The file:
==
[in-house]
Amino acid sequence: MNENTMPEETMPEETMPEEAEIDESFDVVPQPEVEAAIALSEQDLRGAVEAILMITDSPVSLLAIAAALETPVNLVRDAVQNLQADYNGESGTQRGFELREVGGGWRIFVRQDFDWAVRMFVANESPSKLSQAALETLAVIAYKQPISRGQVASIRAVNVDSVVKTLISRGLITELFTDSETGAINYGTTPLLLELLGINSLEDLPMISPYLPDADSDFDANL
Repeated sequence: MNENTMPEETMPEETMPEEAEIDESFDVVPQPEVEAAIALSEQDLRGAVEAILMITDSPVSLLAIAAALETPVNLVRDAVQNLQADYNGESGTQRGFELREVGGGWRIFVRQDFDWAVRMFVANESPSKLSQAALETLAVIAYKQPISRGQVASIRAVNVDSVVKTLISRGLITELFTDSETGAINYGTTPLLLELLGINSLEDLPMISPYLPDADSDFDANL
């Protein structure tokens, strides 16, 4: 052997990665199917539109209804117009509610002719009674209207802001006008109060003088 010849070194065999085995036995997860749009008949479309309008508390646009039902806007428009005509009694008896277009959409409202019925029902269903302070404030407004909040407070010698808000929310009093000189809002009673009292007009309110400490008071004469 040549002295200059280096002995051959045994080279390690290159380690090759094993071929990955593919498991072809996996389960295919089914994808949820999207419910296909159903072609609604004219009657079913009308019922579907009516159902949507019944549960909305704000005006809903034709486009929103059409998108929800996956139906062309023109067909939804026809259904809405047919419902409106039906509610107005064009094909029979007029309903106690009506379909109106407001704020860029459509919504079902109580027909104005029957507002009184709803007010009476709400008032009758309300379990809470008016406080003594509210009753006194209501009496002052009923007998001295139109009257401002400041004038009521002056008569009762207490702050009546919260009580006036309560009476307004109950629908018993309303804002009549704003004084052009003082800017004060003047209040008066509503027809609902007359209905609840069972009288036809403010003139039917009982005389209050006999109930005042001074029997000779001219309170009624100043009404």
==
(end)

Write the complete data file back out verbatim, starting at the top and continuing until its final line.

[in-house]
Amino acid sequence: MNENTMPEETMPEETMPEEAEIDESFDVVPQPEVEAAIALSEQDLRGAVEAILMITDSPVSLLAIAAALETPVNLVRDAVQNLQADYNGESGTQRGFELREVGGGWRIFVRQDFDWAVRMFVANESPSKLSQAALETLAVIAYKQPISRGQVASIRAVNVDSVVKTLISRGLITELFTDSETGAINYGTTPLLLELLGINSLEDLPMISPYLPDADSDFDANL
Repeated sequence: MNENTMPEETMPEETMPEEAEIDESFDVVPQPEVEAAIALSEQDLRGAVEAILMITDSPVSLLAIAAALETPVNLVRDAVQNLQADYNGESGTQRGFELREVGGGWRIFVRQDFDWAVRMFVANESPSKLSQAALETLAVIAYKQPISRGQVASIRAVNVDSVVKTLISRGLITELFTDSETGAINYGTTPLLLELLGINSLEDLPMISPYLPDADSDFDANL
């Protein structure tokens, strides 16, 4: 052997990665199917539109209804117009509610002719009674209207802001006008109060003088 010849070194065999085995036995997860749009008949479309309008508390646009039902806007428009005509009694008896277009959409409202019925029902269903302070404030407004909040407070010698808000929310009093000189809002009673009292007009309110400490008071004469 040549002295200059280096002995051959045994080279390690290159380690090759094993071929990955593919498991072809996996389960295919089914994808949820999207419910296909159903072609609604004219009657079913009308019922579907009516159902949507019944549960909305704000005006809903034709486009929103059409998108929800996956139906062309023109067909939804026809259904809405047919419902409106039906509610107005064009094909029979007029309903106690009506379909109106407001704020860029459509919504079902109580027909104005029957507002009184709803007010009476709400008032009758309300379990809470008016406080003594509210009753006194209501009496002052009923007998001295139109009257401002400041004038009521002056008569009762207490702050009546919260009580006036309560009476307004109950629908018993309303804002009549704003004084052009003082800017004060003047209040008066509503027809609902007359209905609840069972009288036809403010003139039917009982005389209050006999109930005042001074029997000779001219309170009624100043009404």